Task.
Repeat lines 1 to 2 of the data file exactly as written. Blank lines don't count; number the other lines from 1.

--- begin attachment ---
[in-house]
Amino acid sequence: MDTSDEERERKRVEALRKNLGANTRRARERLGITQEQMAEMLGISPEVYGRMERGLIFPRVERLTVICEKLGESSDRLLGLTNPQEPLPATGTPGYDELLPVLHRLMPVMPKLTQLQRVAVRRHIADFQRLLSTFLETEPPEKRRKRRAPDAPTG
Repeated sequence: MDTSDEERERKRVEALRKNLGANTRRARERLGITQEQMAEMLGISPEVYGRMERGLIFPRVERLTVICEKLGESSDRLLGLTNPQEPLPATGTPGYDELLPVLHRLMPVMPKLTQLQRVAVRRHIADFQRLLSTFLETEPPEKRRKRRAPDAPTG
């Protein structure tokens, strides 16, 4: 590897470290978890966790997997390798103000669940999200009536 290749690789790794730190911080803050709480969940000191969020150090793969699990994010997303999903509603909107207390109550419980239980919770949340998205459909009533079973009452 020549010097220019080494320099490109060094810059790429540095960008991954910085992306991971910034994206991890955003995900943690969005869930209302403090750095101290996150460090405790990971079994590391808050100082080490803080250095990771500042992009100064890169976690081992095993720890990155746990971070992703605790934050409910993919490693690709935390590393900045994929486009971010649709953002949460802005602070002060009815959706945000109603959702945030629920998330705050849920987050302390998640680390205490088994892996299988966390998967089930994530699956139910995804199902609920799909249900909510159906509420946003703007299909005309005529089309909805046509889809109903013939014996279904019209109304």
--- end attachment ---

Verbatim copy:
[in-house]
Amino acid sequence: MDTSDEERERKRVEALRKNLGANTRRARERLGITQEQMAEMLGISPEVYGRMERGLIFPRVERLTVICEKLGESSDRLLGLTNPQEPLPATGTPGYDELLPVLHRLMPVMPKLTQLQRVAVRRHIADFQRLLSTFLETEPPEKRRKRRAPDAPTG